It might, but that wouldn’t help, as outreach isn’t particularly valued in tenure decisions.

  4. #4 Scott Eric Kaufman
    June 19, 2006

    Blogging may not have a direct impact on your tenure review or job placement, but the indirect benefits shouldn’t be glossed over. I’m only on this panel, for example, because I’m a blogger–and as you can see from the description of my presentation, I’ll not only be on the panel, I’ll be addressing this particular question. I mean, if blogging improves your prose, your connections, the number and quality of your readers, it will have an indirect impact on tenure decisions, since it thrusts you into (and makes you a more responsible member of) the academic community.

  5. #5 Novak
    June 19, 2006

    Every time I read discussions like this, I remember why academia as a chosen career path is not for me. On the one hand, yeah, the potential of Job Everlasting. On the other hand, even the notion that my employers could ding me for not working when I’ve left the building and gone home is just alien.

    Not to mention, do they actually expect that your having suppressed your hobby instincts for seven years (or just successfully hidden them) is going to mean that once they’ve given you Job Everlasting, you’re not going to develop one?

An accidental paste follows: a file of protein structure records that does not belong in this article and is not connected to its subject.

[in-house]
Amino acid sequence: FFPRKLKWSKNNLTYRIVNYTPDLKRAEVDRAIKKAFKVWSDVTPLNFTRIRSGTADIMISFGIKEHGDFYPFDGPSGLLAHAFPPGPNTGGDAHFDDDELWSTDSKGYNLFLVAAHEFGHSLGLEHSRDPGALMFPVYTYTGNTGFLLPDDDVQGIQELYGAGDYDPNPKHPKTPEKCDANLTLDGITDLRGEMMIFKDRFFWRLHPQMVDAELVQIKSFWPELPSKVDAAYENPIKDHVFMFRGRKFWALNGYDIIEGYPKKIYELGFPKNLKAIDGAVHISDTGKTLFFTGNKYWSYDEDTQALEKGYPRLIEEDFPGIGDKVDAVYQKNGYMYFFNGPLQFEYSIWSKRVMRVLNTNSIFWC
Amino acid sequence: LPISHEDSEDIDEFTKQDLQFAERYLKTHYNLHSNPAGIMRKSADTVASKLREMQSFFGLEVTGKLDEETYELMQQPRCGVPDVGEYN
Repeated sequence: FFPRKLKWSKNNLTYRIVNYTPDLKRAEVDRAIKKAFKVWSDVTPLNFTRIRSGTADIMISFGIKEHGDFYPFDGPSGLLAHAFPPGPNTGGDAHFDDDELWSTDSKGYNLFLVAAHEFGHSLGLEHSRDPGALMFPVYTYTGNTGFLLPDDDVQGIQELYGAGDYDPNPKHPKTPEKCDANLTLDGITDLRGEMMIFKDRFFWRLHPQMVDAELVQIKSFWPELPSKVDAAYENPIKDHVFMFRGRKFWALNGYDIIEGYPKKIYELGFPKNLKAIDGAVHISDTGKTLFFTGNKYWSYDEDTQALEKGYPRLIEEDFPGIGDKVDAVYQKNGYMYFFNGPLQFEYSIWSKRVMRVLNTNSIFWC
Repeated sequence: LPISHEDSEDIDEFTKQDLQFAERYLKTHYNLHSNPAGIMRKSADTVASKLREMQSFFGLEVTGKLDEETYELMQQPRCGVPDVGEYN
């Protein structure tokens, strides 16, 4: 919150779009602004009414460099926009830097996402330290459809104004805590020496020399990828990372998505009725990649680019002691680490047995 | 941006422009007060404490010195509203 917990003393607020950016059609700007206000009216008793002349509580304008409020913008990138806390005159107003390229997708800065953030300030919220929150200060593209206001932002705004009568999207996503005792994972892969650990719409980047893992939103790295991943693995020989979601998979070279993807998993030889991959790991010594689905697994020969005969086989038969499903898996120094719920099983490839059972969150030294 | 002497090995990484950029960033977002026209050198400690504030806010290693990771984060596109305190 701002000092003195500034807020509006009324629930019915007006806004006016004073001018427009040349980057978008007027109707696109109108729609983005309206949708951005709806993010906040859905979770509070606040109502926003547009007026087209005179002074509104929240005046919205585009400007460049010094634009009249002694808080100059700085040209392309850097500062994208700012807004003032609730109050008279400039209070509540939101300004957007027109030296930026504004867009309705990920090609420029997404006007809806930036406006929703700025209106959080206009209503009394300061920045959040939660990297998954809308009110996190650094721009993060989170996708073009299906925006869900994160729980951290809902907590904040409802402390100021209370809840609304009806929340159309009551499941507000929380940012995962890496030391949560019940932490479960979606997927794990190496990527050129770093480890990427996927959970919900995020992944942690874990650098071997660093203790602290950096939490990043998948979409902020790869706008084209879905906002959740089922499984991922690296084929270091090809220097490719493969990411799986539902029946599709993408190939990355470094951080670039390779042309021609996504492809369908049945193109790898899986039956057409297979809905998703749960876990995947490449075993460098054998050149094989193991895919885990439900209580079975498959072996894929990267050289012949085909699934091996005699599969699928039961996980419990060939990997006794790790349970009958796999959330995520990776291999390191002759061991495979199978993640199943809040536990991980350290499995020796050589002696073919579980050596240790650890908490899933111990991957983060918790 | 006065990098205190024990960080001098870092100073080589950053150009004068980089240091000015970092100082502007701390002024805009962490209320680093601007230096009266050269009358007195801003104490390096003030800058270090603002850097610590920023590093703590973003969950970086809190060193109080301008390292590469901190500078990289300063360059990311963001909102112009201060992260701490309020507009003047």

I can’t understand the mindsets of any of the participants, really. I myself would interpret as sort of like getting fired from a Corporate job for excessive internet useage– they were going to fire you anyway, they just chose the path of least paperwork.

  6. #6 Chad Orzel
    June 20, 2006

    Every time I read discussions like this, I remember why academia as a chosen career path is not for me. On the one hand, yeah, the potential of Job Everlasting. On the other hand, even the notion that my employers could ding me for not working when I’ve left the building and gone home is just alien.

    Think of it as trying to pack all the horseshit of a thirty-year career in industry into a six-year period. And, really, I think I’m willing to accept six years of ridiculous scrutiny in order to avoid thirty years of uncertainty and the smaller levels of day-to-day management bullshit that I read about from people in a corporate environment.

    I guess it’s sort of the career equivalent of removing a Band-Aid: would you rather have a split second of intense pain from yanking it off quickly, or an extended period of less intense irritation from pulling it off slowly?

  7. #7 Jamie Bowden
    June 20, 2006

    You’re living in a fantasy if you think it ever ends Chad. I started my career working in a university, and watching academentia made me damn sure that while being staff was just fine, being faculty would lead to me killing people and doing it with a smile.

    It never ends. You’ll be competing for grants and publication long after you’ve acheived tenure, and your fellow faculty aren’t your friends, they’re your competitors for every last one of those dollars and inches of published space.

    The ones who win the most are the targets of bitter and cynical colleagues, and the ones who can’t bring in grants or get published find out that the tenure job isn’t as secure as they were led to believe.